To conclude, I will draw inspiration from a comment Prof Theophilus made that “community members in Africa can successfully co-create, own and drive their own development initiatives through local giving without necessarily waiting for government or foreign donors”. To add to this Lamnatu Adam of Songtaba said “Communities are Resourceful”. I would like to reiterate that these are not mere theories. These are real lessons these organisations learned in mobilising resources locally to drive community-based development. Tell stories about the impact your organisation is making. Your story is unique, your story is relevant, your story is your identity, it is the window through which the world sees you. Tell your story because people can see fragments of themselves in them. Remember, we can drive and sustain community philanthropy initiatives by sharing our inspiring stories.

By: Atiabet Lizette, Capacity Development intern, WACSI


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Fiifi is a Ghanaian and currently serves as Communications and Information Officer at the West Africa Civil Society Institute. He joined the Institute in December 2020.


Nancy is a Ghanaian and currently serves as Programme Officer in the Knowledge Management unit at the West Africa Civil Society Institute. She joined the Institute in January 2021.


Agnes is a Ghanaian and currently serves as Head of the Administration unit in the West Africa Civil Society Institute (WACSI). She joined the Institute in October 2021.


Doris holds a Bachelor of Arts in Social sciences (Economics and Sociology) from the University of Cape Coast. She is passionate about impacting young lives hence co-founded Impart Foundation. A non-profit organization which seeks to empower young lives through education, technology and entrepreneurship.


Prince Akowuah is a Ghanaian and currently the Programme Assistant in the Translation Unit at the West Africa Civil Society Institute (WACSI). She joined the Institute in 2020.


Maxwell Apenteng is a Ghanaian and joined WACSI in September 2010. He provides gardening and janitorial services at the Institute.


George Adu-Mintah is a Ghanaian and currently the Protocol Assistant/Driver at the West Africa Civil Society (WACSI). He joined the Institute in October 2006.


Ibrahim Kwaku Gbadago is a Ghanaian. He joined the Institute in 2008 and provides janitorial services and assisting the institute's errands. Before joining the Institute, he worked at the Palestinian embassy in Accra, Ghana.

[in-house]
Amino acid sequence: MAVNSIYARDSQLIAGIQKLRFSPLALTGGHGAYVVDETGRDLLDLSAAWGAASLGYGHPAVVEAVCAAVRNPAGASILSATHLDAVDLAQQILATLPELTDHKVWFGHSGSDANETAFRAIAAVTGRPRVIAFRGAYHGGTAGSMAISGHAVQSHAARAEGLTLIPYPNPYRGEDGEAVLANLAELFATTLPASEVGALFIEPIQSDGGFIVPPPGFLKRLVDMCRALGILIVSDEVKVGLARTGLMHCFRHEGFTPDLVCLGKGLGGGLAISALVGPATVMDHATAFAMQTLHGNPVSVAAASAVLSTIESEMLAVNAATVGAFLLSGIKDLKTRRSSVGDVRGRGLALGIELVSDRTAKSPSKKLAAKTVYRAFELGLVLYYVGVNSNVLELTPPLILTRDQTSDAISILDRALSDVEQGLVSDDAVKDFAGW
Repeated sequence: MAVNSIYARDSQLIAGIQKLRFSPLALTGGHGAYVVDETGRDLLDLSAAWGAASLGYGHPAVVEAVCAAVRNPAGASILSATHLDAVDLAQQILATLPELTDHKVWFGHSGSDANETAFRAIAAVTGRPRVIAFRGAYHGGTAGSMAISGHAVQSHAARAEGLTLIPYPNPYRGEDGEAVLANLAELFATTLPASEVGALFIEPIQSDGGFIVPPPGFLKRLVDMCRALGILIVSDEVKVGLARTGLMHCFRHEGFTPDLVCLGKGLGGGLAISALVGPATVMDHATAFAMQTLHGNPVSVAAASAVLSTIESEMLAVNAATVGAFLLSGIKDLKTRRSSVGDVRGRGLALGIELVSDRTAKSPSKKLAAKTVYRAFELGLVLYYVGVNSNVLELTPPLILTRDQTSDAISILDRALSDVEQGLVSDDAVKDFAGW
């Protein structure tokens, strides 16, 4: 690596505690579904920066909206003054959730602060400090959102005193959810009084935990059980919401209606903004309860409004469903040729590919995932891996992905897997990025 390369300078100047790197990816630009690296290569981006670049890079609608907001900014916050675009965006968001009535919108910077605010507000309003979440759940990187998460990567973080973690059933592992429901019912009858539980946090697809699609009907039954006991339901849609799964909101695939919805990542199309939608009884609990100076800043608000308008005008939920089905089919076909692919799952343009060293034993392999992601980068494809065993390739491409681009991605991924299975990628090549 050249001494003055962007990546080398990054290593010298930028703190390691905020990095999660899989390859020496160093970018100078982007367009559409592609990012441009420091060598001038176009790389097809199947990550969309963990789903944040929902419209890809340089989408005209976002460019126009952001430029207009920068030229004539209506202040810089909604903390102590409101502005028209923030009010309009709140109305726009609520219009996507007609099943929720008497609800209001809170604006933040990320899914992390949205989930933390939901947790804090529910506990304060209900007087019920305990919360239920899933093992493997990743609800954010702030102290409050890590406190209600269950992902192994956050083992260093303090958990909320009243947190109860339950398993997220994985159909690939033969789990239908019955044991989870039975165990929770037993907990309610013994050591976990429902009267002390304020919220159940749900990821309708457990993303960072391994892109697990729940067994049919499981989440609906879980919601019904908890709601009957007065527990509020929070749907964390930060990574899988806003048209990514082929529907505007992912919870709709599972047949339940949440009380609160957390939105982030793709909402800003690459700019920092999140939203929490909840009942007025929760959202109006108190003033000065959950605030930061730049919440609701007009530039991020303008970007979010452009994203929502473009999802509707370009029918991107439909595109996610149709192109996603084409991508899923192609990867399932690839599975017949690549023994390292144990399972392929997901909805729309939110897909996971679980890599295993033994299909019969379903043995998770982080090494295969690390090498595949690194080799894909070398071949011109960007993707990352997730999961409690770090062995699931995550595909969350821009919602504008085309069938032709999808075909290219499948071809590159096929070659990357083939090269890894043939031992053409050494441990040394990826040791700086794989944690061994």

Ruth Yakana is from Cameroon and currently the Receptionist at the West Africa Civil Society Institute (WACSI). She joined the Institute in 2020.


Bethel is a Ghanaian. He provides technical and IT related support to the Institute. He joined the Institute in October 2006.


Whitnay Segnonna holds a Bachelor’s Degree in International Management from the University of Benin. With 2 years of experience, she has a strong knowledge of organizational and project management. Combined with her bilingualism, she is very passionate about her work. She joined WACSI as Project Assistant on Critical Ecosystem Partnership Fund (CEPF) for the Capacity Development Unit.


Stella Yawa Wowoui holds a Bachelor’s Degree in Translation Studies. She has a perfect grasp of both French and English, as well as an intermediate level in Spanish. She is currently working as a Project Assistant on the Techsoup Project.


Kwame is an experienced IT Consultant/Software Developer. He is skilled in Web Applications Development, Digital Security, Database Management, Digital Marketing and Brand Management. He holds a Bachelor's Degree in Information Technology and is a Microsoft Programme Alumni. He is currently serving as a Marketing and IT Officer on the Techsoup Project.


Grace Akpene Ziggah is a Togolese and currently the Logistics Officer and also assists in administration duties at the West Africa Civil Society Institute (WACSI). She joined the Institute in June 2009.


Lilian Dafeamekpor is a Ghanaian and currently the Assistant to the Executive Director at the West Africa Civil Society Institute (WACSI). She joined the Institute in 2020.


John P. Frinjuah has expertise and interests in civil society, international development, democracy and governance, conflict, crisis, and security. He has extensive experience working with civil society and international development organizations where he supported and managed research, programmes, and provided technical assistance on a variety of themes around public policy, governance, and development. He is an alumnus of the University of Ghana and the Fletcher School of Law and Diplomacy - Tufts University in the United States, with a Bachelor of Arts in Political Science and Master of Arts in Law and Diplomacy from two institutions respectively. John speaks English, French and several Ghanaian and regional West Africa languages.


Gervin has extensive international development experience, including 5 years of policy advocacy and capacity building of grass root organisations. He has implemented over the years a combination of agriculture value chain, livelihood, food security and governance and rights programmes.
Prior to joining WACSI, Gervin worked on two USAID projects focusing on agriculture value chain development and governance in northern Ghana
Gervin holds a master’s degree in development & Governance from the University of Duisburg-Essen, Germany as well as a Masters in Global Studies from the Universities of Vienna (Austria), Leipzig (Germany) and California (Santa Barbara), USA. He is passionate social justice and inclusion.